Soldiers Protest Action Against Japanese
To the Editor:
On behalf of many of the enlisted men stationed at Camp McQuaide, I am directing this letter to you to protest the action taken by the Pajaro Valley Chamber of Commerce against the Japanese, former residents of this locality who upon their release from the relocation centers are endeavoring to return to their homes.
We find it manifestly impossible to sit passively back and accept without vigorous protest the action taken by the Pajaro Valley Chamber of Commerce in voting by a four to one ratio to exclude or to attempt to exclude the Japanese from this community and to refuse them employment if they dare to return. We cannot believe that the action taken by the chamber of commerce reflects the desires of the majority of the residents of the Pajaro valley. We cannot believe that it is the intent of the majority of the citizens of this community to exclude the returning Japanese, thereby openly violating the federal authority that says that the Japanese shall be permitted to return to their former homes. If we believed that such were the case we would have to ask ourselves whether or not the very principles for which we fought two wars in one generation were still in operation.
We are not unaware of the reasons why many are eager and determined to prevent, if possible, the Japanese from returning. That is to say that we know that former Japanese properties have been turned to good profit during the absence of their owners. Nor are we so isolated at Camp McQuaide that we have not been minutely informed as to the patently unscrupulous measures that have been employed by certain of the citizenry to make a returned Japanese glad to quit the community after he courageously faced the open hostility that he well knew awaited him at his return.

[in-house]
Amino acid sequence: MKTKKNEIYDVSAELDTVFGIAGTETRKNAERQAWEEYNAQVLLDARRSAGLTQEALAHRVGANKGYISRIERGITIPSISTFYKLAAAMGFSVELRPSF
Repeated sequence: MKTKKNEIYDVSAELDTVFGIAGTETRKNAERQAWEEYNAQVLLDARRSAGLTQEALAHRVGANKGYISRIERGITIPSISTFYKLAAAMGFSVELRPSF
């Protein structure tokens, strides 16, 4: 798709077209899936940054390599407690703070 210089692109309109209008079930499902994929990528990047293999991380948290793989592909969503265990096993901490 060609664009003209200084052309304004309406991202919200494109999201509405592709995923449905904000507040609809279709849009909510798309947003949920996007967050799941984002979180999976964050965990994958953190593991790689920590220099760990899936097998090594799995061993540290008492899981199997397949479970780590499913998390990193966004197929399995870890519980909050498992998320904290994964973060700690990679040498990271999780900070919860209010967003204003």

Certainly there can be no one so poorly informed that he is not acquainted with the heroic war record of the Nisei, the sons of those very Japanese who are welcomed back with physical violence against their persons or the destruction of their property. Many Japanese have sons buried somewhere in Europe or if not dead, suffering from injuries incurred in line of duty in the army of the United States. Battle casualties among the Nisei combat units were among the highest in the war.
We unanimously condemn those individuals or groups of individuals who for whatever motive seek to prevent the return of the Japanese to their homes, and who openly discriminate against them through boycott or less peaceful measures. We hold that the acts of violence that have been committed against various of the returning Japanese to be inimical to the very principles on which this country was established. We do not find it possible to remain silent in the presence of such flagrant injustice.
We unanimously condemn those business establishments that brazenly flaunt their bigotry and bias by placing signs in their windows which say "ALL JAPS BACK TO JAPAN."
We have determined to make our views known in regard to the returning Japanese. We hope that you will find it within your editorial policy to publish this letter so that the residents of Pajaro valley may know how we feel about the Japanese.
The men whose names appear below have read and approve the contents of this letter.
Sgt. Sydney J. Ruffner, Sgt. Thomas A. Hewiston, Cpl. Dalton F. Crates, Sgt. Carroll R. Siverson, Cpl. Edward M. Carter, PFC Bernard B. Blier, Cpl. George I. Sperry, PFC Peter E. Kaus, Cpl. Elias M. Habif, Cpl. John Grzeskowski, M/Sgt. John F. Endicott, Sgt. George H. Roe, Sgt. Sydney J. Edwards, Sgt. Kurt Schroers, Cpl. Bob Morris, Sgt. Harold Scharnhorst, S/Sgt. Otto A. Stengel, Sgt. Thurman Kivette, Cpl. Richard Brammer, Cpl. R. J. Healy, Cpl. E. R. Fox, Cpl. George E. W. McLear, Sgt. Max A. Abramowitz, Sgt. Floyd W. Wyatt, Cpl. James E. Deal, Pvt. Roy J. McDaniel, T/4 Paul Wasserman."